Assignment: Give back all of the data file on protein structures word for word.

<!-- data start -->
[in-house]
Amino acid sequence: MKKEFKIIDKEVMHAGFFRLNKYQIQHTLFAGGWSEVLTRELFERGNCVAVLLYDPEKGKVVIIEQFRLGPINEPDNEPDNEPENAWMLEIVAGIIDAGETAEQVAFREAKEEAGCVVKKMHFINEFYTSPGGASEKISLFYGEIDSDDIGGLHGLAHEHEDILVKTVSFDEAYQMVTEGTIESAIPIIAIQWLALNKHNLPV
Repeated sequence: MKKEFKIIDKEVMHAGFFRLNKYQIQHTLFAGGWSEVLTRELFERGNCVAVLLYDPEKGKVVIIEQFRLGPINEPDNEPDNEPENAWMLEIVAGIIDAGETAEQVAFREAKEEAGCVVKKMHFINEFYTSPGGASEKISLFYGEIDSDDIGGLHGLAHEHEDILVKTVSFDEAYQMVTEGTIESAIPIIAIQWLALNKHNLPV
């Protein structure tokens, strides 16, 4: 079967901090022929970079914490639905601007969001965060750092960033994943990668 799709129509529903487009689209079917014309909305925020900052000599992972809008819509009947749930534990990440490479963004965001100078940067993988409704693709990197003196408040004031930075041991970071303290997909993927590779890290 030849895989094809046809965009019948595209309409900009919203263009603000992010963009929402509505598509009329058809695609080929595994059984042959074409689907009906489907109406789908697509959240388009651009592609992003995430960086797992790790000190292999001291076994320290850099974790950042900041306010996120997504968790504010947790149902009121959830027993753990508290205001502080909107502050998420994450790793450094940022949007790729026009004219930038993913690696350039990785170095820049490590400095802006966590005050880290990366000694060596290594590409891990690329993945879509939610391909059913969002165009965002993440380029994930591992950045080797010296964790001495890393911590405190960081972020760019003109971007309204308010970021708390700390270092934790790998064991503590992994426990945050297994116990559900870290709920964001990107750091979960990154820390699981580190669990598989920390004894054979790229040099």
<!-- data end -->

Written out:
[in-house]
Amino acid sequence: MKKEFKIIDKEVMHAGFFRLNKYQIQHTLFAGGWSEVLTRELFERGNCVAVLLYDPEKGKVVIIEQFRLGPINEPDNEPDNEPENAWMLEIVAGIIDAGETAEQVAFREAKEEAGCVVKKMHFINEFYTSPGGASEKISLFYGEIDSDDIGGLHGLAHEHEDILVKTVSFDEAYQMVTEGTIESAIPIIAIQWLALNKHNLPV
Repeated sequence: MKKEFKIIDKEVMHAGFFRLNKYQIQHTLFAGGWSEVLTRELFERGNCVAVLLYDPEKGKVVIIEQFRLGPINEPDNEPDNEPENAWMLEIVAGIIDAGETAEQVAFREAKEEAGCVVKKMHFINEFYTSPGGASEKISLFYGEIDSDDIGGLHGLAHEHEDILVKTVSFDEAYQMVTEGTIESAIPIIAIQWLALNKHNLPV
């Protein structure tokens, strides 16, 4: 079967901090022929970079914490639905601007969001965060750092960033994943990668 799709129509529903487009689209079917014309909305925020900052000599992972809008819509009947749930534990990440490479963004965001100078940067993988409704693709990197003196408040004031930075041991970071303290997909993927590779890290 030849895989094809046809965009019948595209309409900009919203263009603000992010963009929402509505598509009329058809695609080929595994059984042959074409689907009906489907109406789908697509959240388009651009592609992003995430960086797992790790000190292999001291076994320290850099974790950042900041306010996120997504968790504010947790149902009121959830027993753990508290205001502080909107502050998420994450790793450094940022949007790729026009004219930038993913690696350039990785170095820049490590400095802006966590005050880290990366000694060596290594590409891990690329993945879509939610391909059913969002165009965002993440380029994930591992950045080797010296964790001495890393911590405190960081972020760019003109971007309204308010970021708390700390270092934790790998064991503590992994426990945050297994116990559900870290709920964001990107750091979960990154820390699981580190669990598989920390004894054979790229040099």